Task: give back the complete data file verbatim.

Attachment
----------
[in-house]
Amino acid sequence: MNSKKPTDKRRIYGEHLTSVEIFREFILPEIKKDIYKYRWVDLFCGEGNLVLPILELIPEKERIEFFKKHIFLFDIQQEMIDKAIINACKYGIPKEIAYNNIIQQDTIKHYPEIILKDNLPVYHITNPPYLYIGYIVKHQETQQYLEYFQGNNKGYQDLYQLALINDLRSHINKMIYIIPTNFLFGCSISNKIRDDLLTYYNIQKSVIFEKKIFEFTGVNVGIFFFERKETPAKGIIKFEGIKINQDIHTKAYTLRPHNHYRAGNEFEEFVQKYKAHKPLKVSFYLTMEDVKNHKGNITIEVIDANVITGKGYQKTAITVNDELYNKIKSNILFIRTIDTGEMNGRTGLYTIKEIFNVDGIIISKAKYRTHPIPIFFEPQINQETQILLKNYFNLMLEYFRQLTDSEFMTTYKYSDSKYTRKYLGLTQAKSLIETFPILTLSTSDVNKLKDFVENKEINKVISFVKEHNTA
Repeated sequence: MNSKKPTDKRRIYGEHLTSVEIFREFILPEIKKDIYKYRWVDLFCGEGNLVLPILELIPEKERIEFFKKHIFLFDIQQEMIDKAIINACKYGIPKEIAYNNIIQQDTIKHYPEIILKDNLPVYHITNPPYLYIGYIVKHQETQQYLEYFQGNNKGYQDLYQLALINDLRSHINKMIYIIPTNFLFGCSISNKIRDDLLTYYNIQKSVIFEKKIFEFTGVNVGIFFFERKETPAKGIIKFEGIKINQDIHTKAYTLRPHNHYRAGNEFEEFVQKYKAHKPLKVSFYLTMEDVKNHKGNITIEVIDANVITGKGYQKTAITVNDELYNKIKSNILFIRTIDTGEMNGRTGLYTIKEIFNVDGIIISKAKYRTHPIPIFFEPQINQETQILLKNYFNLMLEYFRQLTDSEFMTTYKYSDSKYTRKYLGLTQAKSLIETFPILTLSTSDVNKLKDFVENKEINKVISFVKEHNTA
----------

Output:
[in-house]
Amino acid sequence: MNSKKPTDKRRIYGEHLTSVEIFREFILPEIKKDIYKYRWVDLFCGEGNLVLPILELIPEKERIEFFKKHIFLFDIQQEMIDKAIINACKYGIPKEIAYNNIIQQDTIKHYPEIILKDNLPVYHITNPPYLYIGYIVKHQETQQYLEYFQGNNKGYQDLYQLALINDLRSHINKMIYIIPTNFLFGCSISNKIRDDLLTYYNIQKSVIFEKKIFEFTGVNVGIFFFERKETPAKGIIKFEGIKINQDIHTKAYTLRPHNHYRAGNEFEEFVQKYKAHKPLKVSFYLTMEDVKNHKGNITIEVIDANVITGKGYQKTAITVNDELYNKIKSNILFIRTIDTGEMNGRTGLYTIKEIFNVDGIIISKAKYRTHPIPIFFEPQINQETQILLKNYFNLMLEYFRQLTDSEFMTTYKYSDSKYTRKYLGLTQAKSLIETFPILTLSTSDVNKLKDFVENKEINKVISFVKEHNTA
Repeated sequence: MNSKKPTDKRRIYGEHLTSVEIFREFILPEIKKDIYKYRWVDLFCGEGNLVLPILELIPEKERIEFFKKHIFLFDIQQEMIDKAIINACKYGIPKEIAYNNIIQQDTIKHYPEIILKDNLPVYHITNPPYLYIGYIVKHQETQQYLEYFQGNNKGYQDLYQLALINDLRSHINKMIYIIPTNFLFGCSISNKIRDDLLTYYNIQKSVIFEKKIFEFTGVNVGIFFFERKETPAKGIIKFEGIKINQDIHTKAYTLRPHNHYRAGNEFEEFVQKYKAHKPLKVSFYLTMEDVKNHKGNITIEVIDANVITGKGYQKTAITVNDELYNKIKSNILFIRTIDTGEMNGRTGLYTIKEIFNVDGIIISKAKYRTHPIPIFFEPQINQETQILLKNYFNLMLEYFRQLTDSEFMTTYKYSDSKYTRKYLGLTQAKSLIETFPILTLSTSDVNKLKDFVENKEINKVISFVKEHNTA